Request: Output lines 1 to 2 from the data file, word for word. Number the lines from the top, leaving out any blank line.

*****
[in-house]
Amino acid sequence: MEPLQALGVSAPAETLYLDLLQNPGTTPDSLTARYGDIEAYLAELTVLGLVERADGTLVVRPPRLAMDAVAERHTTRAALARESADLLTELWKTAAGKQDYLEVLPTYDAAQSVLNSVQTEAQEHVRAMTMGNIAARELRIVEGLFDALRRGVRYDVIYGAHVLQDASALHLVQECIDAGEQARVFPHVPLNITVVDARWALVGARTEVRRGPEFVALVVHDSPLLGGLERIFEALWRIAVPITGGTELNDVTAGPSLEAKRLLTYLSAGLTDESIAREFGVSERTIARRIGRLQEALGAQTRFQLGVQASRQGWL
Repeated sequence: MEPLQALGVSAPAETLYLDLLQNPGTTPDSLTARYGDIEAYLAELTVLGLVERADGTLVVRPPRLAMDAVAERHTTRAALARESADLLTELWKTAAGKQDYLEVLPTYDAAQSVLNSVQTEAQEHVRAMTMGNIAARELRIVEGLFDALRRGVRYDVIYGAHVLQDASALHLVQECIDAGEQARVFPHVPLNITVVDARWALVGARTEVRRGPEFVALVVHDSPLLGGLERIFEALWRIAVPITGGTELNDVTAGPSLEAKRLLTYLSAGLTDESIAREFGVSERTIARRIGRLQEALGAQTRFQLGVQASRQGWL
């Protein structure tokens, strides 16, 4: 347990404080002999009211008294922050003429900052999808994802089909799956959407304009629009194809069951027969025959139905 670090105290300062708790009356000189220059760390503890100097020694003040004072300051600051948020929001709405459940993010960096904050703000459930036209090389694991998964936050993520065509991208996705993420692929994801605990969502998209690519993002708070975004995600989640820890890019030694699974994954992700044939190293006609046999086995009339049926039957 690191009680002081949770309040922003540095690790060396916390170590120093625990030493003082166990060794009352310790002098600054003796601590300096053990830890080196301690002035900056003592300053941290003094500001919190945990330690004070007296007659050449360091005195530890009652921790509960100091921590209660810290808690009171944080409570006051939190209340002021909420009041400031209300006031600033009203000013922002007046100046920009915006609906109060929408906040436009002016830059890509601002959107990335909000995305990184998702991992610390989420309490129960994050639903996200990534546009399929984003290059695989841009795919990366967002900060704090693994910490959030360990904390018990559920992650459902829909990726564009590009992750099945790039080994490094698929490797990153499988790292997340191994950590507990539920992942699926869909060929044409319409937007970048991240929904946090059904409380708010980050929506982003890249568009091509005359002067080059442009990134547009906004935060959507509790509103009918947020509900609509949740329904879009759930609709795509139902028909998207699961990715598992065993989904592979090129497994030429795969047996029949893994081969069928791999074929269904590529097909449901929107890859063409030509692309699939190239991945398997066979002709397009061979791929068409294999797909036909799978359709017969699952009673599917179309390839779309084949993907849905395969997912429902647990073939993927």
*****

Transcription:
[in-house]
Amino acid sequence: MEPLQALGVSAPAETLYLDLLQNPGTTPDSLTARYGDIEAYLAELTVLGLVERADGTLVVRPPRLAMDAVAERHTTRAALARESADLLTELWKTAAGKQDYLEVLPTYDAAQSVLNSVQTEAQEHVRAMTMGNIAARELRIVEGLFDALRRGVRYDVIYGAHVLQDASALHLVQECIDAGEQARVFPHVPLNITVVDARWALVGARTEVRRGPEFVALVVHDSPLLGGLERIFEALWRIAVPITGGTELNDVTAGPSLEAKRLLTYLSAGLTDESIAREFGVSERTIARRIGRLQEALGAQTRFQLGVQASRQGWL